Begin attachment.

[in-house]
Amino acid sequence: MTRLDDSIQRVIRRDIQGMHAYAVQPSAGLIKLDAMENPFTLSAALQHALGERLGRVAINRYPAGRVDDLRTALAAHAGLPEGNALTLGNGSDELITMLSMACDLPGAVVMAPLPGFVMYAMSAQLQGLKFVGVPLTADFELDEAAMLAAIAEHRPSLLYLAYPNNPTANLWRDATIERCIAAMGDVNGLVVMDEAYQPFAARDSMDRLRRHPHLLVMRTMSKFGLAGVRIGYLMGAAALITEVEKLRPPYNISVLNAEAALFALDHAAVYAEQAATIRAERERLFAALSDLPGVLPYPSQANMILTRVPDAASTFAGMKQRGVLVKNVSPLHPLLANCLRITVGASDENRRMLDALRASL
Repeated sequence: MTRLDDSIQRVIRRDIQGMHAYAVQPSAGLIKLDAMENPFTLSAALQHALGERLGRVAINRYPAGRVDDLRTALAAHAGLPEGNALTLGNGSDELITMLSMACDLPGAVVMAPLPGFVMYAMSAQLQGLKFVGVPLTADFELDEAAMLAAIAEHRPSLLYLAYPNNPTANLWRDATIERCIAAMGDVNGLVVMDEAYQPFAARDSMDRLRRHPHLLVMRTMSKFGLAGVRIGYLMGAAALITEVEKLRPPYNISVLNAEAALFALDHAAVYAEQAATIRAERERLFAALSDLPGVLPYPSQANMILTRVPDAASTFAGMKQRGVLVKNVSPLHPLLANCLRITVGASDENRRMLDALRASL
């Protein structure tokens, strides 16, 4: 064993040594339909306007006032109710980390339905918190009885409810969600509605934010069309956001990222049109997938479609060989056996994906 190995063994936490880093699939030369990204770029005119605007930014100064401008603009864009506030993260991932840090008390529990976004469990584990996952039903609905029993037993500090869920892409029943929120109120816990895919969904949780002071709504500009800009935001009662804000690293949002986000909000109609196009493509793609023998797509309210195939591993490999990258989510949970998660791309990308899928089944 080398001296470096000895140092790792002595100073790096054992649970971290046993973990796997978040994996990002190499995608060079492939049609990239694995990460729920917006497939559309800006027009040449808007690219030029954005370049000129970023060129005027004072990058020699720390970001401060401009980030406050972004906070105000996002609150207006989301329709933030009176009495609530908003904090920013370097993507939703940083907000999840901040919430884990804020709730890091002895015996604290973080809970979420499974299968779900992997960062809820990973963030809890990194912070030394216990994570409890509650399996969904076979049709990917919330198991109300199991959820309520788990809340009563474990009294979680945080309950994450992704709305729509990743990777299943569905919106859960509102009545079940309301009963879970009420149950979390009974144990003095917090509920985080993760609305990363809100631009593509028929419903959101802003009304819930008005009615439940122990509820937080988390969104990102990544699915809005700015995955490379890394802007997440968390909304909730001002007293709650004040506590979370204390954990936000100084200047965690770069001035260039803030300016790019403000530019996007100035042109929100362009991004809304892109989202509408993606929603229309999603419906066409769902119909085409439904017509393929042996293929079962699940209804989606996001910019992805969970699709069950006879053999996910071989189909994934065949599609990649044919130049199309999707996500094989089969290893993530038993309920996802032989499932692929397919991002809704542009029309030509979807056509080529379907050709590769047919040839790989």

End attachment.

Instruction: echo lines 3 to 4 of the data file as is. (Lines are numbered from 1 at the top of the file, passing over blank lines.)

Repeated sequence: MTRLDDSIQRVIRRDIQGMHAYAVQPSAGLIKLDAMENPFTLSAALQHALGERLGRVAINRYPAGRVDDLRTALAAHAGLPEGNALTLGNGSDELITMLSMACDLPGAVVMAPLPGFVMYAMSAQLQGLKFVGVPLTADFELDEAAMLAAIAEHRPSLLYLAYPNNPTANLWRDATIERCIAAMGDVNGLVVMDEAYQPFAARDSMDRLRRHPHLLVMRTMSKFGLAGVRIGYLMGAAALITEVEKLRPPYNISVLNAEAALFALDHAAVYAEQAATIRAERERLFAALSDLPGVLPYPSQANMILTRVPDAASTFAGMKQRGVLVKNVSPLHPLLANCLRITVGASDENRRMLDALRASL
């Protein structure tokens, strides 16, 4: 064993040594339909306007006032109710980390339905918190009885409810969600509605934010069309956001990222049109997938479609060989056996994906 190995063994936490880093699939030369990204770029005119605007930014100064401008603009864009506030993260991932840090008390529990976004469990584990996952039903609905029993037993500090869920892409029943929120109120816990895919969904949780002071709504500009800009935001009662804000690293949002986000909000109609196009493509793609023998797509309210195939591993490999990258989510949970998660791309990308899928089944 080398001296470096000895140092790792002595100073790096054992649970971290046993973990796997978040994996990002190499995608060079492939049609990239694995990460729920917006497939559309800006027009040449808007690219030029954005370049000129970023060129005027004072990058020699720390970001401060401009980030406050972004906070105000996002609150207006989301329709933030009176009495609530908003904090920013370097993507939703940083907000999840901040919430884990804020709730890091002895015996604290973080809970979420499974299968779900992997960062809820990973963030809890990194912070030394216990994570409890509650399996969904076979049709990917919330198991109300199991959820309520788990809340009563474990009294979680945080309950994450992704709305729509990743990777299943569905919106859960509102009545079940309301009963879970009420149950979390009974144990003095917090509920985080993760609305990363809100631009593509028929419903959101802003009304819930008005009615439940122990509820937080988390969104990102990544699915809005700015995955490379890394802007997440968390909304909730001002007293709650004040506590979370204390954990936000100084200047965690770069001035260039803030300016790019403000530019996007100035042109929100362009991004809304892109989202509408993606929603229309999603419906066409769902119909085409439904017509393929042996293929079962699940209804989606996001910019992805969970699709069950006879053999996910071989189909994934065949599609990649044919130049199309999707996500094989089969290893993530038993309920996802032989499932692929397919991002809704542009029309030509979807056509080529379907050709590769047919040839790989």